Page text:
The Samopal vzor 1958 (submachine gun, model of 1958) was the standard assault rifle of the Czechoslovak army from the late 1950s and until the dissolution of the ČSSR in the 1993. Later on it was used by the Czech and Slovak armies, as well as sold for export in significant quantities. It was extensively used during various local conflicts in Africa and Middle East, and still maybe encountered in many parts of the world. This rifle had been designed by the Czecharms designer Jiří Čermák, under the project codename “KOŠTĚ” (“Broom” in English). Development began in Januaryof 1956, and the rifle was adopted for service only 2 years later, in 1958. The rifle was manufactured by the state-owned arms factory “Česká zbrojovka”, located in the town of Uherský Brod (CZ-UB).
Manufacture of original, full automatic SA Vz.58 assault rifles has ceased many years ago. Originally, quite a lot of older, surplus rifles were converted to semi-automatic only configuration and sold for export. Due to laws in US, semi-automatic versions of the SA Vz.58 rifles, which were imported under variety of names, such as “Century Arms 20008 Sporter”, were built on newly produced, semi-automatic only receivers. At the present time, company Czech Small Arms (C.S.A.), located in Jablunka, Czech Republic, makes new, semi-automatic only “sporterized” versions of the SA Vz.58 assault rifle in its original caliber 7.62x39mm, as well as in .223 Rem caliber, in a broad variety of configurations and sizes.
The Czech army planned to replace the SAVz.58 with the newest CZ-2000 rifle system, chambered for 5.56mm NATO ammunition, but the financial difficulties severely slowed down this process. At the present time, old SA Vz.58 rifles in Czech military service are being replaced by CZ Bren II assault rifles.
The SA Vz.58 assault rifle strongly resembles externally the famous Kalashnikov AK-47 assault rifle, but internally it is entirely different and of original and well-thought out design.
The SA Vz.58 is a gas operated, magazine fed, selective fire weapon. It uses more or less conventional short stroke gas piston, located above the barrel. The gas piston has its own return spring. The locking system features a linearly moving bolt (breechblock) with a separate tilting locking piece. The breechblock (bolt) is located under the bolt carrier, and the locking piece is hinged to the bolt and located under it. Gun fires from the closed bolt all times. When gun is fired, the gas piston gives a short tap to the bolt carrier. After a free movement of about 22 mm (.9 inch) the bolt carrier swings the locking piece up from the locking recesses in the receiver, and thus unlocks the bolt. From this moment on the bolt group moves back at once, extracting and ejecting the spent case and chambering the fresh cartridge. At the end of the return stroke bolt stops in the forwardmost position against the breech face, while the bolt carrier continues to move forward, swinging the locking piece down and into the locking recesses, thus locking the bolt to the receiver. The overall system can be roughly described as a mix between the Walther P-38 pistol and the Czech ZB-26 (or British Bren) machine gun locking. The charging handle is attached to the right side of the bolt carrier, and is canted slightly upward.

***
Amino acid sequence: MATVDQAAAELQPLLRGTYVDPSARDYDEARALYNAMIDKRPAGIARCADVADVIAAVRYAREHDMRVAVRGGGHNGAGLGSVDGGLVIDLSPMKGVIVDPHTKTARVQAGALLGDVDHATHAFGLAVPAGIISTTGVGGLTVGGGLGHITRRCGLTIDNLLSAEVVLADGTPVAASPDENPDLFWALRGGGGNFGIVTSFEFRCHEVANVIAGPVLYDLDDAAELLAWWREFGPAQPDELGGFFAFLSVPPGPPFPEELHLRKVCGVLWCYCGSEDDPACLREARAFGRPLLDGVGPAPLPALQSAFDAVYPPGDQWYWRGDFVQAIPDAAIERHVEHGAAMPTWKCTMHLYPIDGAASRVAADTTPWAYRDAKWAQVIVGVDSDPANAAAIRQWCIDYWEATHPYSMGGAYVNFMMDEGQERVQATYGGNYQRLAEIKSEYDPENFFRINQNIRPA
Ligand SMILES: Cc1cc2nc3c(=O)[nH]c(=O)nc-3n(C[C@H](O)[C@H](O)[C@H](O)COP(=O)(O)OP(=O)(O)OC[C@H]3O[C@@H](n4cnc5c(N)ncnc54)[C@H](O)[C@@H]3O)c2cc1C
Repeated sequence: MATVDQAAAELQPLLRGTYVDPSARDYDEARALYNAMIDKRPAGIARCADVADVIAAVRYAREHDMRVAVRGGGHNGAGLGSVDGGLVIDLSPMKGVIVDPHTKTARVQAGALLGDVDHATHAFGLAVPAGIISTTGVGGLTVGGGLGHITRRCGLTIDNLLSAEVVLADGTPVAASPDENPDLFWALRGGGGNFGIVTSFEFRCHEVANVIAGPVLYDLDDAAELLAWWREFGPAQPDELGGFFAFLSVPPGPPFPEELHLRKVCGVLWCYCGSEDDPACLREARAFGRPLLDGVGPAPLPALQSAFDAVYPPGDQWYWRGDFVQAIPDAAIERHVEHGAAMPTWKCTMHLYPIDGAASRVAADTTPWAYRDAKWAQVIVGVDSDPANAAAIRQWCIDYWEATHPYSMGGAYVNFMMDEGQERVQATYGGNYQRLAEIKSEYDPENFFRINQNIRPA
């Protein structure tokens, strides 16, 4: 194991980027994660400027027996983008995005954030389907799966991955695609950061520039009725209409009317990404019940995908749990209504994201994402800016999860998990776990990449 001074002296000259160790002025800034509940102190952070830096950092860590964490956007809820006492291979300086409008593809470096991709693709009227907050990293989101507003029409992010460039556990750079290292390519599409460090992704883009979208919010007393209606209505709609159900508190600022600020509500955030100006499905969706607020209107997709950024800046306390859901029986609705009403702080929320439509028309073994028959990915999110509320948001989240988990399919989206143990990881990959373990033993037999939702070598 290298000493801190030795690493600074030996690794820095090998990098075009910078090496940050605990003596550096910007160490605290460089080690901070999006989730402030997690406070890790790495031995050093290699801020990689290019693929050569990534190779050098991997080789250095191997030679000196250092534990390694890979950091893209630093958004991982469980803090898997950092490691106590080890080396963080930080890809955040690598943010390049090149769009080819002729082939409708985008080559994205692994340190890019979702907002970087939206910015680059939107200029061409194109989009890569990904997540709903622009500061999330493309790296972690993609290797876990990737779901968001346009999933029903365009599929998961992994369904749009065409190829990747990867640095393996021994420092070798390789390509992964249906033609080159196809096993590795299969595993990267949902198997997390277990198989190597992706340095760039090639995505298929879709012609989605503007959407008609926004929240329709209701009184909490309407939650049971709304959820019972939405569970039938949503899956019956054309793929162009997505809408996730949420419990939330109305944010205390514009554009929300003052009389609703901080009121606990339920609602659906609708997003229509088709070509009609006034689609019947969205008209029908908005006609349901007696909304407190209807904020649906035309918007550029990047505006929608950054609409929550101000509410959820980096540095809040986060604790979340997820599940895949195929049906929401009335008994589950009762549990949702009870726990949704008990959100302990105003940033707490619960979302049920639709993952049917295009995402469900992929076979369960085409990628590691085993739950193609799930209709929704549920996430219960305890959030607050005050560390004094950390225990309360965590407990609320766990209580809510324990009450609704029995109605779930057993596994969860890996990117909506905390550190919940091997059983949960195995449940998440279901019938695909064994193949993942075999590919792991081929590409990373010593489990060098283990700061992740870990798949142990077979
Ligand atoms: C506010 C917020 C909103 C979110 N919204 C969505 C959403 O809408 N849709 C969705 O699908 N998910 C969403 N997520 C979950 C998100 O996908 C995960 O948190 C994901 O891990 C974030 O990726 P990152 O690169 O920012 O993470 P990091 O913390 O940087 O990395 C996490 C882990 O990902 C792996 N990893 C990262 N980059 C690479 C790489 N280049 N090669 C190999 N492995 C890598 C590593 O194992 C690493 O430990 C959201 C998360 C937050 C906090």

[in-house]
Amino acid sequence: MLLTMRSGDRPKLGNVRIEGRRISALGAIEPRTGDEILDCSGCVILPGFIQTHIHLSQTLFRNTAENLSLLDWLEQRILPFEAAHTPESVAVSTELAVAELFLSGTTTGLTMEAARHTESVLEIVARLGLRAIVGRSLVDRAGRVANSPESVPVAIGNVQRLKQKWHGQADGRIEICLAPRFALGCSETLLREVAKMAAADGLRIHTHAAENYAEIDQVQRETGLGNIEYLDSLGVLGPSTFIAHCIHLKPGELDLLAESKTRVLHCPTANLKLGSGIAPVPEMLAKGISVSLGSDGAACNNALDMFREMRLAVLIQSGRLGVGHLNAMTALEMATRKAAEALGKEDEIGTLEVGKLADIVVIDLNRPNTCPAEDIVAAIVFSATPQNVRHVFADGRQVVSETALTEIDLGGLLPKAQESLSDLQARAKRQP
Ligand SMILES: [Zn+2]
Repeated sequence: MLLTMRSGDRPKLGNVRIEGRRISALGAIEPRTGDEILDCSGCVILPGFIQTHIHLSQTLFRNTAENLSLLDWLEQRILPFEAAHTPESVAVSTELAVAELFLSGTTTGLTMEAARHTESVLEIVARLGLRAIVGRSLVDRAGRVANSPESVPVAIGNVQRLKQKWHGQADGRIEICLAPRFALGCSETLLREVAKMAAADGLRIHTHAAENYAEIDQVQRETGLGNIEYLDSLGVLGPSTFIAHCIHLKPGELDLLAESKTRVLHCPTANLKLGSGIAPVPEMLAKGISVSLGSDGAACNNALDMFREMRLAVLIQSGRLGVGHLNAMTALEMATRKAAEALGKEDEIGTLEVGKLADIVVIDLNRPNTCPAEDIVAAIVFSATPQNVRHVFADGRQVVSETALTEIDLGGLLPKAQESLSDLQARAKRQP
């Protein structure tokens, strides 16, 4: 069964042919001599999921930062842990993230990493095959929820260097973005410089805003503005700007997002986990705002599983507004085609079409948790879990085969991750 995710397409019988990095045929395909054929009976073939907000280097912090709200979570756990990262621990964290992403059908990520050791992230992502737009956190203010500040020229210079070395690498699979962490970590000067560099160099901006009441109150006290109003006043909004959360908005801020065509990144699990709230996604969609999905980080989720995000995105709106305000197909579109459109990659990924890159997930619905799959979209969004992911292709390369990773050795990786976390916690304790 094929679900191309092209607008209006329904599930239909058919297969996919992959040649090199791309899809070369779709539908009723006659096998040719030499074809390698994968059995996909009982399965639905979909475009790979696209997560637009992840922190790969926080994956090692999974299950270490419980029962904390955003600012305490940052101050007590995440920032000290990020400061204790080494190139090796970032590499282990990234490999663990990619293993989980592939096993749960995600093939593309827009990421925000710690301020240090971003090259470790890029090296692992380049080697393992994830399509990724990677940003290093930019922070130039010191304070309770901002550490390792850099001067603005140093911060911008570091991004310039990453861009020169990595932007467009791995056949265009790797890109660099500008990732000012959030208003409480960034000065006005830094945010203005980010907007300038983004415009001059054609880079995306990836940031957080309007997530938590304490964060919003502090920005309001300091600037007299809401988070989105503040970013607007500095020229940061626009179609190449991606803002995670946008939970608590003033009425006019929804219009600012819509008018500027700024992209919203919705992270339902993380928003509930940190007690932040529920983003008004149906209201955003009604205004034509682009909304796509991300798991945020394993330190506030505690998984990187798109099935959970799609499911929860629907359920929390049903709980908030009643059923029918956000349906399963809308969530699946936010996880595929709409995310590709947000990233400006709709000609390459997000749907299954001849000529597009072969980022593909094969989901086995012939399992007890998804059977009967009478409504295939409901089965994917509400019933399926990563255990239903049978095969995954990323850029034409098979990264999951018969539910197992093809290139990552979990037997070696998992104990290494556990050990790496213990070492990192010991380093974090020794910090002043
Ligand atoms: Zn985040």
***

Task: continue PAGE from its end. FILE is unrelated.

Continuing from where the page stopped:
The trigger / hammer unit also differs from the most common designs in that it is a striker fired system. The massive cylindrical striker is located at the rear, hollowed part of the bolt, and has its own spring located under the bolt group return spring. The striker has a lug that interacts with the sear and is used to hold the striker in the cocked position. The overall design of the trigger unit is relatively simple and has few moving parts. The safety / fire mode selector switch is located at the right side of the receiver, and has 3 positions for safe, single shots and full automatic fire. Gun is provided with bolt hold-open device; manual bolt catch release is located at the front of the trigger guard, to the right of the magazine release lever. Magazines, while outwardly similar in appearance to standard AK / AKM magazines, are not compatible with Russian weapon. Use of the bolt hold-open device permits loading (topping up) the magazine without detaching it from the gun, by using standard stripper clips.
The basic variant, SA Vz.58P, has a fixed buttstock, and furniture made either from wood (early models) or from wood-impregnated plastic (late production models). The SA Vz.58V has a side-folding metallic buttstock,and the SA Vz.58Pi is similar to the SA Vz.58P except that it has a large mounting bracket on the left side of the receiver, that allows for the IR /Night sights to be mounted.
The sights are of open type, with hooded front post and open notch adjustable rear.
Special thanks to Miroslav Novák (Czech republic) for additional information on the SA Vz.58 rifle
Caliber: 7.62×39 mm
Action: Gas operated, tilting breech block
Overall length: 845 mm (635 mm with folded stock)
Barrel length: 390 mm
Weight: with empty magazine 3.10 kg, with loaded magazine 3.60 kg
Magazine capacity: 30 rounds
Rate of fire: 800 rounds per minute
Effective range: about 400 meters